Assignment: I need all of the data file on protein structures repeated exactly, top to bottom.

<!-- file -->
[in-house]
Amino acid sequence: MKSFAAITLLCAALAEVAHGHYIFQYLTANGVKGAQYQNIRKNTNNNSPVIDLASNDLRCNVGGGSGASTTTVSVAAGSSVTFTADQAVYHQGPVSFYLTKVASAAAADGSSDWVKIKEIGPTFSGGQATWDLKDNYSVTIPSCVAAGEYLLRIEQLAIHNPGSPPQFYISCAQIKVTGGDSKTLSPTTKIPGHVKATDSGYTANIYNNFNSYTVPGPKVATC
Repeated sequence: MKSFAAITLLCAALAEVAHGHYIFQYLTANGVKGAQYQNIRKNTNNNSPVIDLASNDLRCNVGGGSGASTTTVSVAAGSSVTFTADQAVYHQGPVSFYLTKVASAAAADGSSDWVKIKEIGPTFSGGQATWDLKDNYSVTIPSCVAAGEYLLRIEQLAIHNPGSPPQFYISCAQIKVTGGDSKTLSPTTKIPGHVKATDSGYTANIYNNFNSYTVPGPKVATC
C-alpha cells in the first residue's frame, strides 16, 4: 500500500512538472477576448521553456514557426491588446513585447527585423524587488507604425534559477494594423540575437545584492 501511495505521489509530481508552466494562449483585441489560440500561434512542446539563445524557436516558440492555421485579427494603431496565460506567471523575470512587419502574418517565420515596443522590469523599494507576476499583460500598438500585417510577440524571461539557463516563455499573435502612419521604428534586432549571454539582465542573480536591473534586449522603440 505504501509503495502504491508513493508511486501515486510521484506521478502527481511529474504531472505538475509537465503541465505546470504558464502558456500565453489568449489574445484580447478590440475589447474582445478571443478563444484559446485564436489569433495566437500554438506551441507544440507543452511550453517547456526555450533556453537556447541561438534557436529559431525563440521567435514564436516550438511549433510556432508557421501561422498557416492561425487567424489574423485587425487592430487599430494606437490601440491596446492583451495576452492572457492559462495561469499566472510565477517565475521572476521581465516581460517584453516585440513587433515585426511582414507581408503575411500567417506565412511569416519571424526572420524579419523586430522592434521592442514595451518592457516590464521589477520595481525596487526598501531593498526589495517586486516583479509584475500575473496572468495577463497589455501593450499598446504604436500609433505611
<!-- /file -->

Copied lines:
[in-house]
Amino acid sequence: MKSFAAITLLCAALAEVAHGHYIFQYLTANGVKGAQYQNIRKNTNNNSPVIDLASNDLRCNVGGGSGASTTTVSVAAGSSVTFTADQAVYHQGPVSFYLTKVASAAAADGSSDWVKIKEIGPTFSGGQATWDLKDNYSVTIPSCVAAGEYLLRIEQLAIHNPGSPPQFYISCAQIKVTGGDSKTLSPTTKIPGHVKATDSGYTANIYNNFNSYTVPGPKVATC
Repeated sequence: MKSFAAITLLCAALAEVAHGHYIFQYLTANGVKGAQYQNIRKNTNNNSPVIDLASNDLRCNVGGGSGASTTTVSVAAGSSVTFTADQAVYHQGPVSFYLTKVASAAAADGSSDWVKIKEIGPTFSGGQATWDLKDNYSVTIPSCVAAGEYLLRIEQLAIHNPGSPPQFYISCAQIKVTGGDSKTLSPTTKIPGHVKATDSGYTANIYNNFNSYTVPGPKVATC
C-alpha cells in the first residue's frame, strides 16, 4: 500500500512538472477576448521553456514557426491588446513585447527585423524587488507604425534559477494594423540575437545584492 501511495505521489509530481508552466494562449483585441489560440500561434512542446539563445524557436516558440492555421485579427494603431496565460506567471523575470512587419502574418517565420515596443522590469523599494507576476499583460500598438500585417510577440524571461539557463516563455499573435502612419521604428534586432549571454539582465542573480536591473534586449522603440 505504501509503495502504491508513493508511486501515486510521484506521478502527481511529474504531472505538475509537465503541465505546470504558464502558456500565453489568449489574445484580447478590440475589447474582445478571443478563444484559446485564436489569433495566437500554438506551441507544440507543452511550453517547456526555450533556453537556447541561438534557436529559431525563440521567435514564436516550438511549433510556432508557421501561422498557416492561425487567424489574423485587425487592430487599430494606437490601440491596446492583451495576452492572457492559462495561469499566472510565477517565475521572476521581465516581460517584453516585440513587433515585426511582414507581408503575411500567417506565412511569416519571424526572420524579419523586430522592434521592442514595451518592457516590464521589477520595481525596487526598501531593498526589495517586486516583479509584475500575473496572468495577463497589455501593450499598446504604436500609433505611